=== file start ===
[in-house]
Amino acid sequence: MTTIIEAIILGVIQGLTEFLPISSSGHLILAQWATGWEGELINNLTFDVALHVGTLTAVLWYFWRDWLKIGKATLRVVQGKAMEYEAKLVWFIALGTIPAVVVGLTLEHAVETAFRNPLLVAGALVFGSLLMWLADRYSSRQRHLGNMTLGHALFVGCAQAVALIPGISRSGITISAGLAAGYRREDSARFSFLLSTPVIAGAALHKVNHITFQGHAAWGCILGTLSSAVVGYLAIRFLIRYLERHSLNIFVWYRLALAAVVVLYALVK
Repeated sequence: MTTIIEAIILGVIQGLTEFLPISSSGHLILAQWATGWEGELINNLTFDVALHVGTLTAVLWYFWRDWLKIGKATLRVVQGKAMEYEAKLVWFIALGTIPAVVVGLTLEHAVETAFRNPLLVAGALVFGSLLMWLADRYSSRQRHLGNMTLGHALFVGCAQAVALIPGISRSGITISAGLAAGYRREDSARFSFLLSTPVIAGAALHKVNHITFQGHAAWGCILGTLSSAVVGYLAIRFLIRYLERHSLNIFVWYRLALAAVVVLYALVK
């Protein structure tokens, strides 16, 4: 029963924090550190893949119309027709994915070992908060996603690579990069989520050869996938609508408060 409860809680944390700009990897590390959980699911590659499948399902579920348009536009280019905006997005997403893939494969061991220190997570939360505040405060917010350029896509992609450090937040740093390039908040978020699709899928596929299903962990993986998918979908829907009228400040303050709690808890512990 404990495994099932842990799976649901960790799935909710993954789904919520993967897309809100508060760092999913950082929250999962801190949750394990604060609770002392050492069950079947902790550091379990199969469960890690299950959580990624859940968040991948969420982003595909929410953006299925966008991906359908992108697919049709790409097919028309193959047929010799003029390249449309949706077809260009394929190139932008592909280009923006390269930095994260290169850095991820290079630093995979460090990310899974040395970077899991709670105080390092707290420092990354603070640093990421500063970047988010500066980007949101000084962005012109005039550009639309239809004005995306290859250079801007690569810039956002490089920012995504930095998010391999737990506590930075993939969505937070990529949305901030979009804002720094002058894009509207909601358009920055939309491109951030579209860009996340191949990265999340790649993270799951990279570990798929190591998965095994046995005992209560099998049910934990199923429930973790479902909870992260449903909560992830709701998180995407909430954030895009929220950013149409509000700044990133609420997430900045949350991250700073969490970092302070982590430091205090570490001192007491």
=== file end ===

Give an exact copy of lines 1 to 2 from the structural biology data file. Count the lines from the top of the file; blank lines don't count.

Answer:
[in-house]
Amino acid sequence: MTTIIEAIILGVIQGLTEFLPISSSGHLILAQWATGWEGELINNLTFDVALHVGTLTAVLWYFWRDWLKIGKATLRVVQGKAMEYEAKLVWFIALGTIPAVVVGLTLEHAVETAFRNPLLVAGALVFGSLLMWLADRYSSRQRHLGNMTLGHALFVGCAQAVALIPGISRSGITISAGLAAGYRREDSARFSFLLSTPVIAGAALHKVNHITFQGHAAWGCILGTLSSAVVGYLAIRFLIRYLERHSLNIFVWYRLALAAVVVLYALVK